Washington coal plant to be converted into solar farm

June 14, 2018 by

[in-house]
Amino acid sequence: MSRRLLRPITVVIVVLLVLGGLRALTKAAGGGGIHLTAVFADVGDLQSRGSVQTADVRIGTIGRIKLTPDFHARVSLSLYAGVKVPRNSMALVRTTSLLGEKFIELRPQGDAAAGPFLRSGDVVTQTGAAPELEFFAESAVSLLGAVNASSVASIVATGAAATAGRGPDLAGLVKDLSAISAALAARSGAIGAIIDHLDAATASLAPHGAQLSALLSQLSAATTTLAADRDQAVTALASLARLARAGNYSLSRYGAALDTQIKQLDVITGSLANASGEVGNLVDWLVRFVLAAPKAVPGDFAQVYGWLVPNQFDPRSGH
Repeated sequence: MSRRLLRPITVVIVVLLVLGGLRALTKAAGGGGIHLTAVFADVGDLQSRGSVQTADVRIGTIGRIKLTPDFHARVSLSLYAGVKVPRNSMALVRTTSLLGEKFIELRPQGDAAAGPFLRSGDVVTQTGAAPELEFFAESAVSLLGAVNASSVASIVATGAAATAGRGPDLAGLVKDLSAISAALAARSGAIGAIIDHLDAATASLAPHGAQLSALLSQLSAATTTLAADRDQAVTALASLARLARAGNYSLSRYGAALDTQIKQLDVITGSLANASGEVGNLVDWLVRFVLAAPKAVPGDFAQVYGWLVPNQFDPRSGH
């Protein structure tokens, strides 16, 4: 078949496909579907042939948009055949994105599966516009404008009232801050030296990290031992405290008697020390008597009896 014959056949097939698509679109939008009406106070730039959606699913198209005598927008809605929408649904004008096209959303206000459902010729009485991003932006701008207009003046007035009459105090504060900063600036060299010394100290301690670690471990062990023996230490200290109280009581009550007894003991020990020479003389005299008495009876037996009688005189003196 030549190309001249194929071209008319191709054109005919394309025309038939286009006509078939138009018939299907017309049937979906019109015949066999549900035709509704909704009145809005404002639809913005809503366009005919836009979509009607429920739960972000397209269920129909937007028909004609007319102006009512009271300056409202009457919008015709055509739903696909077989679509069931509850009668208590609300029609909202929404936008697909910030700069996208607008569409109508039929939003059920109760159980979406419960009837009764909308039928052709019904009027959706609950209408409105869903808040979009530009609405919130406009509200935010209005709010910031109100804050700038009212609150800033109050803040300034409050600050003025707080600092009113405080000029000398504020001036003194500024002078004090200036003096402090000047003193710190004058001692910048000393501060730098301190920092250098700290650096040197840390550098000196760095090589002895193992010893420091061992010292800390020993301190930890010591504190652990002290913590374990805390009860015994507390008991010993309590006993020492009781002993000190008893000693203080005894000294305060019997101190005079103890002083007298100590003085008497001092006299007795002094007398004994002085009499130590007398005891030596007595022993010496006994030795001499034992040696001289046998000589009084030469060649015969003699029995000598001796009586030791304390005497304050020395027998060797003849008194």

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Situated next to what was once the largest coal pit in Washington state , the TransAlta coal plant near the city of Centralia is turning into a source of clean energy. While TransAlta’s 2011 agreement to shut down the coal plant by 2025 will go a long way towards Washington’s goal of reducing carbon emissions to 1990 levels by 2020 – the emissions produced by the Centralia plant represent 10 percent of the state’s total emissions – TransAlta is going even further, converting 1,000 acres of the former mine area into a solar farm. The farm will compensate for the loss of 1,340 megawatts from the shutting of the coal plant and will be called Tono Solar, after the long-gone pioneer town of Tono that once existed at the site. TransAlta’s deal with Washington State to convert the former polluting plant into a clean-energy production site is a win-win for both parties involved. “This is a good-news story about moving away from fossil fuels and toward renewables,” NRDC senior attorney Noah Long told Ecowatch . The Surface Mining Control and Reclamation Act of 1977 requires coal companies to clean up a former coal plant or mine after it is shut down. “By putting solar on the land, it maintains an industrial use. This good use of a brownfield brings the costs of reclamation down quite a bit.” Related: Trump’s nuclear bailout could cost consumers up to $17 billion each year The existing infrastructure at the site also eases the conversion process. “The location is good because it’s close to transmission lines,” TransAlta lead developer Ryan Schmidt said in a March 2018 presentation . “We know exactly what’s in the ground, because we put it there when we reclaimed the site.” While Tono Solar will produce only about 15 percent of the power once generated at the TransAlta coal plant, it is one of many renewable energy projects in the region that will serve Washington’s goals of reducing emissions and encouraging economic growth. The Centralia model of renewal could serve other communities around the United States as they attempt to rebuild after decades of industrial job decline. “There are lots of places in the Rust Belt of our country, not just coal mines,” Long said. Via Ecowatch Images via Robert Ashworth/Wikimedia